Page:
And welcome to my new weekly Monday mailbag where I’m going to answer the many questions that come in via email to us so as to help out fellow home studio designers and audiophiles. I’ll be here every Monday with answers to all your latest questions. So if you’ve got something you need answered in relation to sound diffussion, home studio and theatre sound design and more then please feel free to send them into firstname.lastname@example.org.
To get us started this week I thought I’d answer this message that came in from Todd in Atlanta, Georgia.
Been reading the blog for a while now and thought you were the perfect brain to pick before I get started with my studio installation. I really want to know what’s the best bang for my buck – acoustic foam or acoustic panels?
I’m almost done installing my vocal booth. I jusy need to finish the door and window plus I need to add the insulators but my funds are running out. Would I be better off getting foams or panels? In the long run what will be the difference in the sound recordings?
It is nice to see someone taking on a vocal booth project. It is no easy task.
Window – Laminated Glass
Lets examine the window first. Always use a laminated window that has laminated glass on at least one side of your vocal booth window. A laminated window has a layer of plastic melted onto its surface and thus adhering to the glass pane itself. Remember, sound isolation technology is all about minimizing vibrations. Since you are on a budget, use 1/4″ thick laminated glass as a minimum thickness.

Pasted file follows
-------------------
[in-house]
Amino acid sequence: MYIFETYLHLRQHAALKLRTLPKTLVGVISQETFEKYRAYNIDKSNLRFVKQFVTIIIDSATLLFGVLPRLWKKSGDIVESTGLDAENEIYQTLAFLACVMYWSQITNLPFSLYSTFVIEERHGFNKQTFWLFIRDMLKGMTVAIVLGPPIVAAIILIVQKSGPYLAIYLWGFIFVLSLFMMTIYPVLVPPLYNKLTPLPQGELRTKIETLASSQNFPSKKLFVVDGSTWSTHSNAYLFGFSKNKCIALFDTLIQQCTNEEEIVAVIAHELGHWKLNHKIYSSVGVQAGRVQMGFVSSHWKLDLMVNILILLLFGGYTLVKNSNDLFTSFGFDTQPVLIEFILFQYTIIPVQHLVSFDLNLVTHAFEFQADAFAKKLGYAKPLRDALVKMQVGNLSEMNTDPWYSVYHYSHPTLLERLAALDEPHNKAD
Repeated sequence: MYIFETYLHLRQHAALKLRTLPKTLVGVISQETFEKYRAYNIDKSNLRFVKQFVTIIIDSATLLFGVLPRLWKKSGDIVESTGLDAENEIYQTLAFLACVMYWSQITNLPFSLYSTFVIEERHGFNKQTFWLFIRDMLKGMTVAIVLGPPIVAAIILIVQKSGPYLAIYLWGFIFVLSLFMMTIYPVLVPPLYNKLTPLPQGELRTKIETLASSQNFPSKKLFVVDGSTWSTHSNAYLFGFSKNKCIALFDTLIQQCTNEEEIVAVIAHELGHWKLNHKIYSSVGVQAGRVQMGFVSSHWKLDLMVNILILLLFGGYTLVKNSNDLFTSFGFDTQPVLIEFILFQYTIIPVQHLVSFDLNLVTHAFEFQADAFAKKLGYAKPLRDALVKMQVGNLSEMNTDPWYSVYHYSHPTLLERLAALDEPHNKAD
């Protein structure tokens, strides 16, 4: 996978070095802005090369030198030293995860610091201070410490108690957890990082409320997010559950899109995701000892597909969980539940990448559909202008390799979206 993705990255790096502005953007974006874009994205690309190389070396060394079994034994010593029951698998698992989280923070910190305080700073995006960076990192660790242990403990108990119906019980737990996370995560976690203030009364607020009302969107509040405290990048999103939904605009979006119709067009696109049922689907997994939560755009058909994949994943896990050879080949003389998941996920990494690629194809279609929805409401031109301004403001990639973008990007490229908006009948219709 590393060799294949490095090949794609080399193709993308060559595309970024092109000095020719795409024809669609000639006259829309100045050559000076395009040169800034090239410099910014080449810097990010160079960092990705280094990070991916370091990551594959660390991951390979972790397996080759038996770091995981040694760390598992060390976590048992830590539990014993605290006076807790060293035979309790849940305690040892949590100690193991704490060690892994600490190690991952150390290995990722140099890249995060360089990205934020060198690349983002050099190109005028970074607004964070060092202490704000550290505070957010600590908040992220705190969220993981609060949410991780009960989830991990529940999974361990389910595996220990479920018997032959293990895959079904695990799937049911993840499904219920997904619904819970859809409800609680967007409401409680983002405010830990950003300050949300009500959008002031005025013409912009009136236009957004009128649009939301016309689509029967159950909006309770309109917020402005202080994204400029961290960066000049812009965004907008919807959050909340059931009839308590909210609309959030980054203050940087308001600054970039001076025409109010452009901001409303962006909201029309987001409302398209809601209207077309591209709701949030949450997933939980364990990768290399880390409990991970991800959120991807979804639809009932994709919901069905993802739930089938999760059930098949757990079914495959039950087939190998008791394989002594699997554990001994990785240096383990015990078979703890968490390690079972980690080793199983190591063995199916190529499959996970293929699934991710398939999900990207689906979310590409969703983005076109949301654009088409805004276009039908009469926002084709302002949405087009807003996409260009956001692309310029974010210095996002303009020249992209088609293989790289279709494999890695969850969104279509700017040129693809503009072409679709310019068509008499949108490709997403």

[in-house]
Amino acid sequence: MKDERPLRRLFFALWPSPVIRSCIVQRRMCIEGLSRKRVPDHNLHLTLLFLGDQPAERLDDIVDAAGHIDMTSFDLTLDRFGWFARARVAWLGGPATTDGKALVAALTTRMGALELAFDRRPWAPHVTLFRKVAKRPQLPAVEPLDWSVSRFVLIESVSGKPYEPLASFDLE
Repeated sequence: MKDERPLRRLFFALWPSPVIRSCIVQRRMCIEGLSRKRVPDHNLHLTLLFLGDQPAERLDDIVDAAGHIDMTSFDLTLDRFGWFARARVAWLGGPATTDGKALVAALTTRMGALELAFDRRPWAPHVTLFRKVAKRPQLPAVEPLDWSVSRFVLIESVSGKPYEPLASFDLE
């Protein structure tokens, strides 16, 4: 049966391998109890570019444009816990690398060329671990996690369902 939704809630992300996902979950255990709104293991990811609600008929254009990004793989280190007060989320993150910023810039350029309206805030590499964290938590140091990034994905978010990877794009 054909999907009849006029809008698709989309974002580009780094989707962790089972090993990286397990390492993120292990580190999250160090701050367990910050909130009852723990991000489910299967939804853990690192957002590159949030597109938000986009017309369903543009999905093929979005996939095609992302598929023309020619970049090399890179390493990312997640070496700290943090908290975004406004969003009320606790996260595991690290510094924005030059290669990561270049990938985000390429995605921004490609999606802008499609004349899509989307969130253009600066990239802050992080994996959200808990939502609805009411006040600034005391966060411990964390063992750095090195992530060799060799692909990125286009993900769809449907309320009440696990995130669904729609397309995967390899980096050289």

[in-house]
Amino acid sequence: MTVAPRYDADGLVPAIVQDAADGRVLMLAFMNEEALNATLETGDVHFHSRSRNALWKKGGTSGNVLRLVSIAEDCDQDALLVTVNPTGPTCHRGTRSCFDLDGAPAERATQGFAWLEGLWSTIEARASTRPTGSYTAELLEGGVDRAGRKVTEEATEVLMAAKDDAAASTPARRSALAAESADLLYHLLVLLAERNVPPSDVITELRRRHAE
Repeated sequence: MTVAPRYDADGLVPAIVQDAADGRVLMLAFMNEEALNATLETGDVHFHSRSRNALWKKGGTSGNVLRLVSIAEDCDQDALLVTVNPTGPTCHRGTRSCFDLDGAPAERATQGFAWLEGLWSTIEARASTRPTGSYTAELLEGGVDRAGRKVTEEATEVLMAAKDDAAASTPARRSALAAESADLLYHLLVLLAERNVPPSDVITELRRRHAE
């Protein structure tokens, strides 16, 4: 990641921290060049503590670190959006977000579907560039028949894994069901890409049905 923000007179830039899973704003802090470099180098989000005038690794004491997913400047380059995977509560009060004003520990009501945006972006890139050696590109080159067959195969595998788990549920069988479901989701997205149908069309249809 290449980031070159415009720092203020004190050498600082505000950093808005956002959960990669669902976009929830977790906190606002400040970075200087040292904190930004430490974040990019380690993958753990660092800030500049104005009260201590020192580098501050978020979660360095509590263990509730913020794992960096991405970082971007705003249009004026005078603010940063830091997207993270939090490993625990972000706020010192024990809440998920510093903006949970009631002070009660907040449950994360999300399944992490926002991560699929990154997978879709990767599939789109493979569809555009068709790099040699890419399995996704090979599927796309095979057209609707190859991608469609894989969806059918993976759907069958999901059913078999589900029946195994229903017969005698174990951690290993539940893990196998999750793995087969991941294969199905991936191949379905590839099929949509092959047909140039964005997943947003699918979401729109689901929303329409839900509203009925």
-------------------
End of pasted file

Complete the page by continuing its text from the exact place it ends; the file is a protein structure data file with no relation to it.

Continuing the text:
Position the glass into a frame and then secure the frame into the window opening. Use an acoustic sealant between the laminated glass and the window frame and also the vocal booth window opening and the frame itself. For better results, place another piece of laminated glass, 1/4″ thick, leaving a 1″ air space between both 1/4″ laminated pieces into the window frame. This dual pane method is worth the extra cost in materials, since it appears that you are doing all the labor.
Mass Layered Door
For the door, you can take two pieces of 1″ MDF or multiple density fiberboard. Make sure it is the commercial grade MDF, it will be smoother and easier to finish if you desire. on top of 1″ MDF door piece, glue a vibrational damping sheet of at least 1/8″ thickness to one of the MDF sides. Make sure there is more glue applied to the exposed damping compound. Place the second MDF piece on top of the glued damping compound. You must place an acoustic glue or sealant on both sides of the damping compound. You are making a sandwich of two – 1″ pieces of MDF with a thin slice of vibrational damping compound glued between them.
Place self tapping deck screws that are 1/1/2″ long, 12″ on center throughout the door surface area. This is a heavy door. make sure your hinges can support the weight. You will be at 10 lbs/sq.ft. Do not forget to include a heavy duty weatherstrip between all edges of the door to door frame contact ares. A small air hole is like a leak in a high pressure dam. It will leak lots of sound energy.
Inside Booth Foam
Treating the inside of your vocal booth with foam absorbing technology is the most economical way to cover the vocal frequency ranges you will be dealing with which start around 150 Hz. and go past 4,000 Hz. Make sure you choose a foam that absorbs at the proper rates and levels that are necessary for you to achieve whatever vocal sound you are going for. A closed cell foam will give you those necessary rates and levels of absorption in your vocal booth. Thicker closed cell foams will produce higher rates and levels than thinner foam of the same type. I would suggest starting with 1″ thick closed cell foam.